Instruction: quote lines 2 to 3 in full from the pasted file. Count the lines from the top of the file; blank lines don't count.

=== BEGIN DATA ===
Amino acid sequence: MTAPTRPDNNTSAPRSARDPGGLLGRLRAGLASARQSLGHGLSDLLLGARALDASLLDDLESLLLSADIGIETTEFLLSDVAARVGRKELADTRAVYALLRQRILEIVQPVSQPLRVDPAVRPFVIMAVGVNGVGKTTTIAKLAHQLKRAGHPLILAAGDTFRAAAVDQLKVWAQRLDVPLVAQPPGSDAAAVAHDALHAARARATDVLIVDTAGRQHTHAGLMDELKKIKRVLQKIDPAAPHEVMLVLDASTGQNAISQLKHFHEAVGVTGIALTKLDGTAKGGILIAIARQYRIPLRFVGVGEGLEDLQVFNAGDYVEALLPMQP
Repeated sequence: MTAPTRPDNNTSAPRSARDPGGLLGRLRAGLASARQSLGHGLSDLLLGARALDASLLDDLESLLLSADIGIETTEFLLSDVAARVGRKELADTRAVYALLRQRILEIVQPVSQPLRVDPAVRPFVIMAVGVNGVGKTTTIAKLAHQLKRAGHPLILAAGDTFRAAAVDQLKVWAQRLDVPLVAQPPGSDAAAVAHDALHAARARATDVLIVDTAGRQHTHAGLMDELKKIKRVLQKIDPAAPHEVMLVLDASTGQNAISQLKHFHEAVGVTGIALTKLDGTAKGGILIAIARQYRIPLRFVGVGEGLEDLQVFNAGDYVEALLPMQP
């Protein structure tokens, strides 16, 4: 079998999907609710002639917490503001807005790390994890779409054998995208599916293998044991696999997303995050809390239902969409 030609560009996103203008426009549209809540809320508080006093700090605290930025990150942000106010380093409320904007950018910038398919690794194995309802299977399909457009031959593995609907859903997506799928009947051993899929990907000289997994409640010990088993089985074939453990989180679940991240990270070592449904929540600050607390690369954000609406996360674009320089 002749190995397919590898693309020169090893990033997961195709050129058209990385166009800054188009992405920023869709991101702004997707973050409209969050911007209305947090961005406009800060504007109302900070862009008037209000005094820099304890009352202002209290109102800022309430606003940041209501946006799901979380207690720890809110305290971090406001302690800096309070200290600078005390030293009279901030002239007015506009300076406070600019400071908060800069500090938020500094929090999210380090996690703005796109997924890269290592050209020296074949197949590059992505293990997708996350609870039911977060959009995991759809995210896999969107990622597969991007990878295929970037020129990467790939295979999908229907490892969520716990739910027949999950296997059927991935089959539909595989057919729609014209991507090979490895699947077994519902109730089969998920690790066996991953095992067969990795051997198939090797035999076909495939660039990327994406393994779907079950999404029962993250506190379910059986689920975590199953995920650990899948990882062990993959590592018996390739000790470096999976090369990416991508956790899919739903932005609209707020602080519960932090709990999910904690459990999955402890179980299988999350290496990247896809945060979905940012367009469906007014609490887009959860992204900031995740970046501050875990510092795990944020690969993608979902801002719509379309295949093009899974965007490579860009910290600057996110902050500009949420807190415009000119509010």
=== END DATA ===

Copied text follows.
Repeated sequence: MTAPTRPDNNTSAPRSARDPGGLLGRLRAGLASARQSLGHGLSDLLLGARALDASLLDDLESLLLSADIGIETTEFLLSDVAARVGRKELADTRAVYALLRQRILEIVQPVSQPLRVDPAVRPFVIMAVGVNGVGKTTTIAKLAHQLKRAGHPLILAAGDTFRAAAVDQLKVWAQRLDVPLVAQPPGSDAAAVAHDALHAARARATDVLIVDTAGRQHTHAGLMDELKKIKRVLQKIDPAAPHEVMLVLDASTGQNAISQLKHFHEAVGVTGIALTKLDGTAKGGILIAIARQYRIPLRFVGVGEGLEDLQVFNAGDYVEALLPMQP
């Protein structure tokens, strides 16, 4: 079998999907609710002639917490503001807005790390994890779409054998995208599916293998044991696999997303995050809390239902969409 030609560009996103203008426009549209809540809320508080006093700090605290930025990150942000106010380093409320904007950018910038398919690794194995309802299977399909457009031959593995609907859903997506799928009947051993899929990907000289997994409640010990088993089985074939453990989180679940991240990270070592449904929540600050607390690369954000609406996360674009320089 002749190995397919590898693309020169090893990033997961195709050129058209990385166009800054188009992405920023869709991101702004997707973050409209969050911007209305947090961005406009800060504007109302900070862009008037209000005094820099304890009352202002209290109102800022309430606003940041209501946006799901979380207690720890809110305290971090406001302690800096309070200290600078005390030293009279901030002239007015506009300076406070600019400071908060800069500090938020500094929090999210380090996690703005796109997924890269290592050209020296074949197949590059992505293990997708996350609870039911977060959009995991759809995210896999969107990622597969991007990878295929970037020129990467790939295979999908229907490892969520716990739910027949999950296997059927991935089959539909595989057919729609014209991507090979490895699947077994519902109730089969998920690790066996991953095992067969990795051997198939090797035999076909495939660039990327994406393994779907079950999404029962993250506190379910059986689920975590199953995920650990899948990882062990993959590592018996390739000790470096999976090369990416991508956790899919739903932005609209707020602080519960932090709990999910904690459990999955402890179980299988999350290496990247896809945060979905940012367009469906007014609490887009959860992204900031995740970046501050875990510092795990944020690969993608979902801002719509379309295949093009899974965007490579860009910290600057996110902050500009949420807190415009000119509010």